As a country we are also at a choice point as our new president is inaugurated. There are unprecedented protests across the country shown by the massive turnout in rallies nationwide. Regardless of political affiliation and regardless of whether or not they support the current administration, United States citizens everywhere are standing up for what they believe and are waking up to the responsibility we all have to contribute to our society and try to make our world a better place. While many people are acutely afraid of the contentious direction our political process has taken and are concerned that some leaders we have chosen are unenlightened and divisive, our current political turmoil reminds me of the angst of a preteen going through the confusion and instability of adolescence who is trying to wake up to adulthood and better understand the consequences of their choices.

As a society we are going through the unpredictability and volatility of puberty in our development as a culture. The vortex of our collective desire to make our nation better is getting stronger as we are waking up to a greater clarity as a people. While we may make many poor choices through the process, overall, citizens of our nation are developing a greater awareness of the issues, and as we collectively experience the consequences of our choices, we are driven to think more deeply about our decisions and we are becoming more mature and wiser through the process.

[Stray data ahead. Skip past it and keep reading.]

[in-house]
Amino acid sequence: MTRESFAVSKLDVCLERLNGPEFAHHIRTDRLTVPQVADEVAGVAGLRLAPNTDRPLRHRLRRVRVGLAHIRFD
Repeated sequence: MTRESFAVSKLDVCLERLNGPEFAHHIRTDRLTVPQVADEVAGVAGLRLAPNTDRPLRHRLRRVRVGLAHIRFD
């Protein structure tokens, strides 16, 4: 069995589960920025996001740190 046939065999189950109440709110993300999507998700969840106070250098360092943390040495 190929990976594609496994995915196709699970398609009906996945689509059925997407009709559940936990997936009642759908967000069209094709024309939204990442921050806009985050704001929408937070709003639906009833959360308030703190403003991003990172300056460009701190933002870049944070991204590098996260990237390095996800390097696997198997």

We are at a choice point, just like my young adult self, looking at that empty boxcar in a cotton field in Delta Louisiana at 2 AM. While I don’t know where our wild and stormy political process is taking us, I continue to feel the deep joy of being alive as I continue to look past the mask of the fears and the ego-driven behaviors of ourselves and our leaders to the deep goodness and humanity and divine wisdom that is within every citizen of our country and is at the heart of every human being.  I continue to trust in the goodness of human nature, and I know that however any of my fellow citizens voted in this past election, I trust their good intentions and their desire to make this country a better place, even if they voted differently from me.

Through the turbulence of our political process, I feel the consciousness of our nation awakening to a more mature understanding of the implications of our choices. I see our nation starting to learn from our successes and our mistakes. I feel the strengthening power of the vortex of our collective desire to make our country and our world a better place. Regardless of their political affiliation, I trust in the goodness of humanity to eventually bring our nation, our politics, and our world to a better place.

Even though I will never know what would have happened if I had jumped on that boxcar in the middle of the night, I don’t regret my choice and I know that I simply have to keep walking. With every step I take, I continue to feel the deep joy of being alive grow within me like a beacon, and every day I see divine wisdom reflected back to me through the faces of the beings around me. I know that behind the mask of our fears and our egos are simply people doing the best we can and I trust this process to bring us to a better place as a nation even if I don’t always understand what the future will hold.


Steven Fisher